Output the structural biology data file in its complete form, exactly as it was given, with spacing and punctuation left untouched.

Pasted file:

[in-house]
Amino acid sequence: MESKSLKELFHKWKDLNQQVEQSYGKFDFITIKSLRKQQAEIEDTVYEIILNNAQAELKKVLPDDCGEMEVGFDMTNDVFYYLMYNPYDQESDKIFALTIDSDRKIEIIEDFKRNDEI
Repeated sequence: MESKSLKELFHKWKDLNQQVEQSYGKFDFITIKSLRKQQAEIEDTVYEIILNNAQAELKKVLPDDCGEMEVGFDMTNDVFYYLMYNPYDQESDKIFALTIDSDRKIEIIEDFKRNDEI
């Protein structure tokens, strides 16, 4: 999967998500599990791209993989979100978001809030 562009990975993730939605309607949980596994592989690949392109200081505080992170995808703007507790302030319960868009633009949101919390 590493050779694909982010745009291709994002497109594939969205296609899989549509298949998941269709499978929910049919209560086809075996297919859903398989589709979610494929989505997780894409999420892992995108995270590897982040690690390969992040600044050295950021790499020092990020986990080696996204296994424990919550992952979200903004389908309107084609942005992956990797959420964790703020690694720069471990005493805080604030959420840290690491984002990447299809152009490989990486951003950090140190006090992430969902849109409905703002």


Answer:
[in-house]
Amino acid sequence: MESKSLKELFHKWKDLNQQVEQSYGKFDFITIKSLRKQQAEIEDTVYEIILNNAQAELKKVLPDDCGEMEVGFDMTNDVFYYLMYNPYDQESDKIFALTIDSDRKIEIIEDFKRNDEI
Repeated sequence: MESKSLKELFHKWKDLNQQVEQSYGKFDFITIKSLRKQQAEIEDTVYEIILNNAQAELKKVLPDDCGEMEVGFDMTNDVFYYLMYNPYDQESDKIFALTIDSDRKIEIIEDFKRNDEI
């Protein structure tokens, strides 16, 4: 999967998500599990791209993989979100978001809030 562009990975993730939605309607949980596994592989690949392109200081505080992170995808703007507790302030319960868009633009949101919390 590493050779694909982010745009291709994002497109594939969205296609899989549509298949998941269709499978929910049919209560086809075996297919859903398989589709979610494929989505997780894409999420892992995108995270590897982040690690390969992040600044050295950021790499020092990020986990080696996204296994424990919550992952979200903004389908309107084609942005992956990797959420964790703020690694720069471990005493805080604030959420840290690491984002990447299809152009490989990486951003950090140190006090992430969902849109409905703002």